No Place Like Home
Native birds are attracted to native plants. A variety of native trees and shrubs provides a colourful and attractive natural habitat for a number of native birds. The flora you plant affects the type of birds that visit your garden.
Birds live at different levels. A combination of high trees, ground covering grasses and medium level shrubs encourages many different birds to your garden.
A Place to Nest
A well-planned garden provides a good natural nesting site for birds. While some birds build nests in trees from twigs and other natural materials, others require a tree hollow.
No tree hollows? You can buy or even build your own nest box. There are many different ways to do this and it can be a great activity for the whole household.
It is important to remember that cats and dogs discourage birds from nesting in your garden. Developing a separate area for your pet or adding bells or even a cat bib on their collar may help combat this problem.
What About Water?
Birds love water, especially in summer when it can be scarce. You can provide a simple bird bath or pond for them to splash around in. Remember to place your water feature in or near plants or trees so birds have somewhere to fly if they feel threatened.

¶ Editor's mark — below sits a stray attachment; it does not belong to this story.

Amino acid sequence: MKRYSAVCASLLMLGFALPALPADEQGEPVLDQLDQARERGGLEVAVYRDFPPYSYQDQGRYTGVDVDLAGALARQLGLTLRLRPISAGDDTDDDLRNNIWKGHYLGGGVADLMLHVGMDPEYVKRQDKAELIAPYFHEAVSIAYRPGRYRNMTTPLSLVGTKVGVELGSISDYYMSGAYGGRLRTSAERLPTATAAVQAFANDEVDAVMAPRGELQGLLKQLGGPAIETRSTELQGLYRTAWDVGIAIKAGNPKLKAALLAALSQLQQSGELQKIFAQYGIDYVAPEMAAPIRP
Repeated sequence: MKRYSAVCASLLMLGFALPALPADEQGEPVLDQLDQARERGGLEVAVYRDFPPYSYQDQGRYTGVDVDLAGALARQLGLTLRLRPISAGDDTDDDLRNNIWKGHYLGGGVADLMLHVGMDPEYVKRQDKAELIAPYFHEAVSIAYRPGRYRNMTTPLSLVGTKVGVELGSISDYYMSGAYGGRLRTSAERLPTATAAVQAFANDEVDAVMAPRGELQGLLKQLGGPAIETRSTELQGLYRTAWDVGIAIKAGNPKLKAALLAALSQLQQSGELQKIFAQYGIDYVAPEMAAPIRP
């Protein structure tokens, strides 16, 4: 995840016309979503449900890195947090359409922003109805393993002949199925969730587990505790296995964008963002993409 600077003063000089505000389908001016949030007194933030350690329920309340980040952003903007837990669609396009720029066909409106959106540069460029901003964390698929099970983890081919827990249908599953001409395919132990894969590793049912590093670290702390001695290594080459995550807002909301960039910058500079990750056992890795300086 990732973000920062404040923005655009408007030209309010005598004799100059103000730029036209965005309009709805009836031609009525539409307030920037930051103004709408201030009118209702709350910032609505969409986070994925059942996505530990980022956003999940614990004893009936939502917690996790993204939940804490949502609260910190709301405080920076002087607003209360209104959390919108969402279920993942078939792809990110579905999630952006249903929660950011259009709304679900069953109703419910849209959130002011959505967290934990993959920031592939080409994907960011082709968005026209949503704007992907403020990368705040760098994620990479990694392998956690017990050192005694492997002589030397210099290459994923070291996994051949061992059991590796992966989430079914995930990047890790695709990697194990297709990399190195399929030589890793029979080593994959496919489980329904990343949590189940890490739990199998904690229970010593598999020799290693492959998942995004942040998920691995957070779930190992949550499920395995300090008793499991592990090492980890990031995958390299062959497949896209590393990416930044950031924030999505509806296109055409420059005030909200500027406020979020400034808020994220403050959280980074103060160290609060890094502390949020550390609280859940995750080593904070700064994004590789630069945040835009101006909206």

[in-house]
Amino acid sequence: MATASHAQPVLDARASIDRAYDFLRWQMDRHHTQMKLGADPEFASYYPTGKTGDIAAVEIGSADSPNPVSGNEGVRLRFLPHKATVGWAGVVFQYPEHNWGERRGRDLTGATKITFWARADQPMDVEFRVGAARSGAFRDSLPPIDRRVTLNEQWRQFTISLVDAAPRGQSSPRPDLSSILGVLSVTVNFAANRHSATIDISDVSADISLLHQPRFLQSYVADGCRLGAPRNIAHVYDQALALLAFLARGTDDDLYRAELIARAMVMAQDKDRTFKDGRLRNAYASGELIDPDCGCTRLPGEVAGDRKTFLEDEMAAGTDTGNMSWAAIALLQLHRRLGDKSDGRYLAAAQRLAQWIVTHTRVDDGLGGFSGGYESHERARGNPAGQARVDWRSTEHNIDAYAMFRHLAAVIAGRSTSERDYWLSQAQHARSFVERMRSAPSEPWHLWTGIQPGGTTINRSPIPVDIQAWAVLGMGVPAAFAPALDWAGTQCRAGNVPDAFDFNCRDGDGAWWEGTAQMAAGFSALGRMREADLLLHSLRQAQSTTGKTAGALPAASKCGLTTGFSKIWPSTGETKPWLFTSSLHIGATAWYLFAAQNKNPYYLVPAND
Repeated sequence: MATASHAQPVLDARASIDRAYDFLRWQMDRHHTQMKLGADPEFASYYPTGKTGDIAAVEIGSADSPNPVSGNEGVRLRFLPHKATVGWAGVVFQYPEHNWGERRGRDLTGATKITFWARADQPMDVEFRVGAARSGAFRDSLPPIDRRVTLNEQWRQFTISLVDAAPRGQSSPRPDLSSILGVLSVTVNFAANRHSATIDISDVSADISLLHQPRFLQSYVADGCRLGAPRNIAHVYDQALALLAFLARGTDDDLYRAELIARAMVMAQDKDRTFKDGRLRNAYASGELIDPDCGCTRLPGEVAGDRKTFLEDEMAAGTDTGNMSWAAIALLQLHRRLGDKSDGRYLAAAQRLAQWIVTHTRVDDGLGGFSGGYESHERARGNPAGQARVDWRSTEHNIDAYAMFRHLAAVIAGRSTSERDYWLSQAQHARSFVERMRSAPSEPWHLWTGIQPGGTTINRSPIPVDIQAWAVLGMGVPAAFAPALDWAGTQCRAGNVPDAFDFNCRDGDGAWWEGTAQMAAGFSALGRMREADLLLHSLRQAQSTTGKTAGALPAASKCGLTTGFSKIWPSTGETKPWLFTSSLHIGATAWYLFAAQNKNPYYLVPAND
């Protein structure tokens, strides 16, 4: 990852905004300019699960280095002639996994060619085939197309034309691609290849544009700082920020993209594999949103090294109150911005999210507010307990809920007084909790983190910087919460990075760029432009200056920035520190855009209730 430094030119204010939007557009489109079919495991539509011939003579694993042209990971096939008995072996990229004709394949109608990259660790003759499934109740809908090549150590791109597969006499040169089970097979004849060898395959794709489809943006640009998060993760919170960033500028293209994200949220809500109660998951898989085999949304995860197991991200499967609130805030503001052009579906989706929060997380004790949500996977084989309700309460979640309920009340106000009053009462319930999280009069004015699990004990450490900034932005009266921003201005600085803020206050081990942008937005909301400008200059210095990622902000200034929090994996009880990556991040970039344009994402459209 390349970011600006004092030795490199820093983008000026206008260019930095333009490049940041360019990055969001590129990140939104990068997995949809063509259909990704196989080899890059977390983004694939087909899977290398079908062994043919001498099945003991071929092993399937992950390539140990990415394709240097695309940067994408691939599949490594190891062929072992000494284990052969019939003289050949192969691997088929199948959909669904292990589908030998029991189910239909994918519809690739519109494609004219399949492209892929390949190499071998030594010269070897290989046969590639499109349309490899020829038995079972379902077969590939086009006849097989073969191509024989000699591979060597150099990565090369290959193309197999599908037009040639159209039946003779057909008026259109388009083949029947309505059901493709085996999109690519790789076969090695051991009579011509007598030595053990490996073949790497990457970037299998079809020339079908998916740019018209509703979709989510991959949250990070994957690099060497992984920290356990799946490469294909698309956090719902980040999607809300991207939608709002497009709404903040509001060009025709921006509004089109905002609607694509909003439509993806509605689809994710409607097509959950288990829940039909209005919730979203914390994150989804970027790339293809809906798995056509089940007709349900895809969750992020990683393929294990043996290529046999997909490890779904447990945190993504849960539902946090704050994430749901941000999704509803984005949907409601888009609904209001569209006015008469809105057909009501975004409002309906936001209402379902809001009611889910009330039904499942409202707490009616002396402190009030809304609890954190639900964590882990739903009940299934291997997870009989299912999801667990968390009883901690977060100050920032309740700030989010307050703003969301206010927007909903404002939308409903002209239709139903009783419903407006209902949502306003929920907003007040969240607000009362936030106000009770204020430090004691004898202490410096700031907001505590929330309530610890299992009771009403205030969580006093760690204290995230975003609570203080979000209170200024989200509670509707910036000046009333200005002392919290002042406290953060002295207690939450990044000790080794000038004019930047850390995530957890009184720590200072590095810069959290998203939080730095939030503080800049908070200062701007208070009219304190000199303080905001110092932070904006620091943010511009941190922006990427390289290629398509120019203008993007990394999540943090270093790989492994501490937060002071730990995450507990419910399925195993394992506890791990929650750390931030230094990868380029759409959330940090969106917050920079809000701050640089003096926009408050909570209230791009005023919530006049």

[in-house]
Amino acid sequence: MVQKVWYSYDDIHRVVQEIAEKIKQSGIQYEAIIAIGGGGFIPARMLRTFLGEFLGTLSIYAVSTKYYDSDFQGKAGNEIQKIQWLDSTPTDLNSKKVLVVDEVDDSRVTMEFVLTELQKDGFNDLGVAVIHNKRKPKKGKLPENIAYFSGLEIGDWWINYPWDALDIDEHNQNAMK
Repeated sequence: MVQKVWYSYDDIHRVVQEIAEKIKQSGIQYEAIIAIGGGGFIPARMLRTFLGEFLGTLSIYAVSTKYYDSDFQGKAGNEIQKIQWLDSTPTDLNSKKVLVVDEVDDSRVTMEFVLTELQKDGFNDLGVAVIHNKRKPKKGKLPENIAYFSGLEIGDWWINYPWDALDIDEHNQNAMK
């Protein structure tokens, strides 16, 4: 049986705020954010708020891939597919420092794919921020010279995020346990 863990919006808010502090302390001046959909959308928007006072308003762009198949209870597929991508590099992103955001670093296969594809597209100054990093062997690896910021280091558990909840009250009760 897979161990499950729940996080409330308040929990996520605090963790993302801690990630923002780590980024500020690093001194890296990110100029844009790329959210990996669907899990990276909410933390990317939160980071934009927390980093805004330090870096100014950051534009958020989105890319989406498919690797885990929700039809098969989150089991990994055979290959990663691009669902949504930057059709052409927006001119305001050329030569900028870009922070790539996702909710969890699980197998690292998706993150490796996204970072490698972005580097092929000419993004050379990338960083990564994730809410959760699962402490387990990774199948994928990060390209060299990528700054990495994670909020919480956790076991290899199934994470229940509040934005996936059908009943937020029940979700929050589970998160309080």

Nectar, Seeds or Insects
Some birds like nectar and seeds while others eat insects and small reptiles. A garden with lots of native plants will attract more birds, insects and reptiles and turn your backyard into a thriving ecosystem. A well-planned garden will offer enough food for birds so it is important not to feed them. Leaving food out may attract predators as well as making birds dependent on your handouts.
Birds have very good eyesight and are attracted to brightly coloured flowers. Generally, red, yellow and orange flowers are bird-attracting, whereas blue flowers tend to attract insects.
Avoid using chemicals and non-organic fertilisers in and around your garden as they may harm birds. As birds eat insects and plants, if these are contaminated birds may become ill. Use environmentally friendly alternatives.
Beautiful birds you might see in your garden:
- Honeyeaters, including New Holland (Phylidonyris novaehollandiae), White-Cheeked (Phylidonyris nigra), Brown (Lichmera indistincta)
- Grey Fantail (Rhipidura fuliginosa)
- Willie Wagtail (Rhipidura leucophrys)
- Magpie-Lark (Grallina cyanoleuca)
- Silvereye (Zosterops lateralis)
- Western Rosella (Platycercus icterotis)
- Kangaroo Paw (Anigozanthos sp.)
- Bottlebrush (Callistemon sp.)
- Wattle (Acacia sp.) *
- Needlebush (Hakea sp.) *
- Fig (Ficus sp.) *
- Lilly Pilly (Syzygium australe) *
*this plant also provides good shelter.
Plants for Carnaby’s Cockatoos
Carnaby’s Cockatoos are an endangered Western Australian bird. Land clearing is a major threat to its survival. If you would like to help these native birds by planting suitable plant species, check out the Department of Parks and Wildlife’s Plants for Carnaby’s search tool. It has excellent information on what Carnaby’s Cockatoos eat, what habitat they live in, and the best plants to grow.